Mediation and collaboration can both be used where a divorce is contested and spouses are experiencing difficulties in reaching an agreement.
The main difference between mediation and a collaborative divorce is in the way an agreement is reached rather than the end result itself.
With mediation, a trained, independent mediator (who may or may not be an attorney) is hired to bring the couple to an agreement on the outstanding issues in the divorce agreement.
It is a cooperative approach where the final decision is in the hands of the spouses, who must decide what to do based on the guidance from the mediator. The mediator will then often draw up the required paperwork.
With a collaborative divorce, the end result may be the same. It is also a cooperative rather than an adversarial approach.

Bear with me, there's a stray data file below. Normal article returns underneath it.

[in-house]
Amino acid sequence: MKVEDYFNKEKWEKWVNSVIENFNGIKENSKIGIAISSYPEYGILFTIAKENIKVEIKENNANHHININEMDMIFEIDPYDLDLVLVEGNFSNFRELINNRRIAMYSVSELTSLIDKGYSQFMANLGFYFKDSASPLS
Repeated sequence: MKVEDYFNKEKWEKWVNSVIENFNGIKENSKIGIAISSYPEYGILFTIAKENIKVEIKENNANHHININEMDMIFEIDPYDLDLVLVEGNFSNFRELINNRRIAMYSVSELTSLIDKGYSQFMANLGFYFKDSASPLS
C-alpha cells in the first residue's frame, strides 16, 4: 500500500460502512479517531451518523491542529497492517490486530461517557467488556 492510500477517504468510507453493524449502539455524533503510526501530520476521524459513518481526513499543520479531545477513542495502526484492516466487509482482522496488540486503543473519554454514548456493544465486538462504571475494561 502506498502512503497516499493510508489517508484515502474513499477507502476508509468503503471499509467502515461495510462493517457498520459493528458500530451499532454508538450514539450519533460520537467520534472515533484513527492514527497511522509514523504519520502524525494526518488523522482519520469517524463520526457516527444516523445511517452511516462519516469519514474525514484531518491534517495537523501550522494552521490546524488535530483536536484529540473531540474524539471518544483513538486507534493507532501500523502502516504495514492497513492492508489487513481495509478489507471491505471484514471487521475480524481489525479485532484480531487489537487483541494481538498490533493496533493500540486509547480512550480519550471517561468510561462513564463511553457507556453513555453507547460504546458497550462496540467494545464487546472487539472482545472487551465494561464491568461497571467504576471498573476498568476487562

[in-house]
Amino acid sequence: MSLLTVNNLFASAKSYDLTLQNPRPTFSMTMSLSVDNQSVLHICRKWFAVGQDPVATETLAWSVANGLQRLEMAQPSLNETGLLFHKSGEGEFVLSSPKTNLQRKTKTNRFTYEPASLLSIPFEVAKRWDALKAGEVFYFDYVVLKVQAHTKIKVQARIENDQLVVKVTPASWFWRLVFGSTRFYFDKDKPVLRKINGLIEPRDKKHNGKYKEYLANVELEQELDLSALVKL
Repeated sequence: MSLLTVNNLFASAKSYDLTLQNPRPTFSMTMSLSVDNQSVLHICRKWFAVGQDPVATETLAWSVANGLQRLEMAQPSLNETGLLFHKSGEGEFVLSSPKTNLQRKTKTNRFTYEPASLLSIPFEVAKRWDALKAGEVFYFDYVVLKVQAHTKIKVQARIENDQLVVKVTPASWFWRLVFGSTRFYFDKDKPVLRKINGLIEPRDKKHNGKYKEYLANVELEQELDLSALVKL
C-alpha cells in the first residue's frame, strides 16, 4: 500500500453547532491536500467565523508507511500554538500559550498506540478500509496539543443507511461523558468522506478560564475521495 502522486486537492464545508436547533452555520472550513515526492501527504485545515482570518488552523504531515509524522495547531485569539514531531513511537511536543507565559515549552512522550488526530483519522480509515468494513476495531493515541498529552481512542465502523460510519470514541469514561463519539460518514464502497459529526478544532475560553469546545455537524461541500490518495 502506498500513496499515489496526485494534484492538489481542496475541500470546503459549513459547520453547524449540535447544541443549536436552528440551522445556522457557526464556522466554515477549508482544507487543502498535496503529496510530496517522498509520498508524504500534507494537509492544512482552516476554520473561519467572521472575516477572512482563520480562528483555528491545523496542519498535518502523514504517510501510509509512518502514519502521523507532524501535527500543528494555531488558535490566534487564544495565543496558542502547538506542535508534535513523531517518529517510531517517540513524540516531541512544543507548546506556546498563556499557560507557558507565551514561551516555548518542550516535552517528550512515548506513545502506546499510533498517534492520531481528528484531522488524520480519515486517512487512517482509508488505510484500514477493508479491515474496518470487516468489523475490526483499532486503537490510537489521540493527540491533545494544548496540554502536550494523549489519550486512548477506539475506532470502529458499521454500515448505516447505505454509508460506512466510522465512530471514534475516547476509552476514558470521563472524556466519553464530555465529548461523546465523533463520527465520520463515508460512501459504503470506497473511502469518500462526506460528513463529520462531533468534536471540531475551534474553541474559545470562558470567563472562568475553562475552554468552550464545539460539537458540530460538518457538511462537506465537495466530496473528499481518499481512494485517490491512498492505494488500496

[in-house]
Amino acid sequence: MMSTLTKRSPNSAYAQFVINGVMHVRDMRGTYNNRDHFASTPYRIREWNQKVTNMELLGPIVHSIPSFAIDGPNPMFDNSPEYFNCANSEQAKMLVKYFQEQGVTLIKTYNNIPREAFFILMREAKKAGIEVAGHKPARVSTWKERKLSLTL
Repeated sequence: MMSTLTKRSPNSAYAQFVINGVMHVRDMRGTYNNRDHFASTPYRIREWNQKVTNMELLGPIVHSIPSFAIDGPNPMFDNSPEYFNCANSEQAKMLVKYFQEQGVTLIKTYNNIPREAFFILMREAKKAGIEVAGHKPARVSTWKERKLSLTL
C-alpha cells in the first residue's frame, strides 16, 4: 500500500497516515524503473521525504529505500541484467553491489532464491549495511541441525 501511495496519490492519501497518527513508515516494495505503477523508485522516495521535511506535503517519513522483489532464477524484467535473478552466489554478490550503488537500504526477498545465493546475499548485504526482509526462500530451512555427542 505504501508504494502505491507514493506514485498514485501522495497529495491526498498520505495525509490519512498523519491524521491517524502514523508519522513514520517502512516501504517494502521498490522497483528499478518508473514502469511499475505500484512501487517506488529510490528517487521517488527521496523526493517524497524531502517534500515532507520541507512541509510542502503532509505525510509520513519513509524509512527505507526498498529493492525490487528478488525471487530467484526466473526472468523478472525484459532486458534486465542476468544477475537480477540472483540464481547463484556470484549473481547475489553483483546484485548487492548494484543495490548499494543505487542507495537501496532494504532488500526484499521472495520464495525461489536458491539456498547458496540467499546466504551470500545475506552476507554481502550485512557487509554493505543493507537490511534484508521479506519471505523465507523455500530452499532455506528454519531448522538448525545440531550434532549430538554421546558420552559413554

However, each spouse hires a lawyer to represent their interests. The lawyers then negotiate (in the presence of the spouses and other professionals, if necessary) and arrange the terms of the divorce based on each client’s best interests.
Both options can be preferable to litigation due to lower costs and stress levels, fewer delays, and the reduced potential for the divorce to negatively impact the children.
Note that if the two lawyers hired in a collaborative divorce fail to reach an agreement, the same lawyers are not permitted to represent you in the litigation stage of a divorce.